Tuesday, November 30, 2010

Preparing for a Noteworthy Guest

Hand quilting is the theme for tomorrow's visit with Ronda Beyer.
One of the best machine quilters in the world, Ronda Beyer, is coming to visit tomorrow. We're going to look at quilts, and I've been doing a little light housecleaning and pulling out some old quilts to share. Ronda recently won second place in the Merit Quilting, Machine category at the International Quilt Festival in Houston for her quilt, "Darwin's Diamonds and Flowers" and was one of several Oregon quilters to receive an award.

Quilt Making runs in the family for Ronda. Her grandmother was a well-known quilter, and her mother, Jane, first opened a quilt shop in 1981. Jane's Fabric Patch is located in Tillamook, Oregon, also home of the Latimer Quilt and Textile Center. In 2004, Ronda purchased a longarm quilting machine, and from there, here career took off. Recently, she mentioned that she started out as a hand quilter, something I didn't know. It is her machine quilting she's best known for these days.

Detail of Album with Lyre Medallion - the quilting is insane!
When I first saw quilts that were machine quilted about a decade ago, I frankly wasn't all that impressed. The squiggly, wavy-line "stipple" quilting seemed kind of cold to me, and I was unsure if machine quilting could ever be considered a form of artistic expression. That all changed the first time I saw Ronda's work. It's absolutely incredible, and she has convinced me that machine quilting truly is an art.

The first quilt I ever bought features great piecework and amazing quilting.
I've known about Ronda's work for a few years, and finally got to meet her in person this year at the Northwest Quilt Expo in Portland. At the time, I said I wanted to share some quilts with her, particularly the Album with Lyre Medallion made by Mary Couchman Small in 1850 and some of my "New York Beauty" Rocky Mountain Road quilts. Ronda and I have been in touch through Facebook, and I'm simply delighted we're going to have a visit tomorrow. I'm just in awe of her work, and happy that I can share some quilts that I know she'll enjoy.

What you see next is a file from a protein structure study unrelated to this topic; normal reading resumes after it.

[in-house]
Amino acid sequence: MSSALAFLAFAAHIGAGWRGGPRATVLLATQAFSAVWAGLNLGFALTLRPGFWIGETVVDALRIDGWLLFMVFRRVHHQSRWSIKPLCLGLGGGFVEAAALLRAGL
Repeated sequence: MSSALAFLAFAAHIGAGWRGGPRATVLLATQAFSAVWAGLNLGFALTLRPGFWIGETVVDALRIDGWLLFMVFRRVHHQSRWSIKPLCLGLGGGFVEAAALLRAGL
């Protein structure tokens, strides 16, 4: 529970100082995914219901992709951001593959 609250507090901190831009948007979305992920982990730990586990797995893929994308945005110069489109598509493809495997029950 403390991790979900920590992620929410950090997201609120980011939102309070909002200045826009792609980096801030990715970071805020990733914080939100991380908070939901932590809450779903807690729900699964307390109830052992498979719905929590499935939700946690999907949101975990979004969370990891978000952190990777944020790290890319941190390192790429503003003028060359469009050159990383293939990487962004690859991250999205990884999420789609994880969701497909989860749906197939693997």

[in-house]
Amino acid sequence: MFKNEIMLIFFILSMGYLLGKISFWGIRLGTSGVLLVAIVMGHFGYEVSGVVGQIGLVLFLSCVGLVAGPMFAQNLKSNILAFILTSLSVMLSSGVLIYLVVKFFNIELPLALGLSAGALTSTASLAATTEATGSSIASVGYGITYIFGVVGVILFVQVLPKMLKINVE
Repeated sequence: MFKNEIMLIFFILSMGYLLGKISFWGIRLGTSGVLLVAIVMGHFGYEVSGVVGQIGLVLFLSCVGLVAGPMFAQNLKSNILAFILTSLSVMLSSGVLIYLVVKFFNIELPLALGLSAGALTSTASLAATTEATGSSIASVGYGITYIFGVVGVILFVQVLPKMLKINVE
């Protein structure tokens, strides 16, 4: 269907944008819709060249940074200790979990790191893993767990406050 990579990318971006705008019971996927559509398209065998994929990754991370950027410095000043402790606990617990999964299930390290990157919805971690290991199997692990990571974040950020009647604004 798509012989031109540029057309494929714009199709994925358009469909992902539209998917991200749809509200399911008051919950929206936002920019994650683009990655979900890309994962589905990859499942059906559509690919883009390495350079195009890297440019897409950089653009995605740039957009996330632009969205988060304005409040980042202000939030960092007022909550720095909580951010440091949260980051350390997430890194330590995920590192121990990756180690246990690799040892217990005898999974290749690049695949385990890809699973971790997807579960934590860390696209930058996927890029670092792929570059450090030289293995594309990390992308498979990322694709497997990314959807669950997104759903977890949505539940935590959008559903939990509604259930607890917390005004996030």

1. I wish I could be a fly on your wall!

  2. I'll take some pictures of the quilts draped around the house and share them here later tomorrow. :)

  3. Have a fun day Bill! I agree that great machine work is an art form!!!

  4. Enjoy your day, oh how I would love to be there to see the quilts as well as hear what you both have to say!
    I agree long arm quilting is an art form when the person behind the machine is talented. Too many quilts are just stippled with large open spaces, not my style.

  5. l have been fortunate enough to discover a great machine quilter, who does wonderful work on my quilts. She can turn them from something good into something special!!

  6. Personally, I can't go passed quilts like the two you showed. Hand quilting like that is truly remarkable. I am sure longarm quilters are very, very talented. I would be proud to do some of the quilting they do, but my heart belongs to the hand quilters.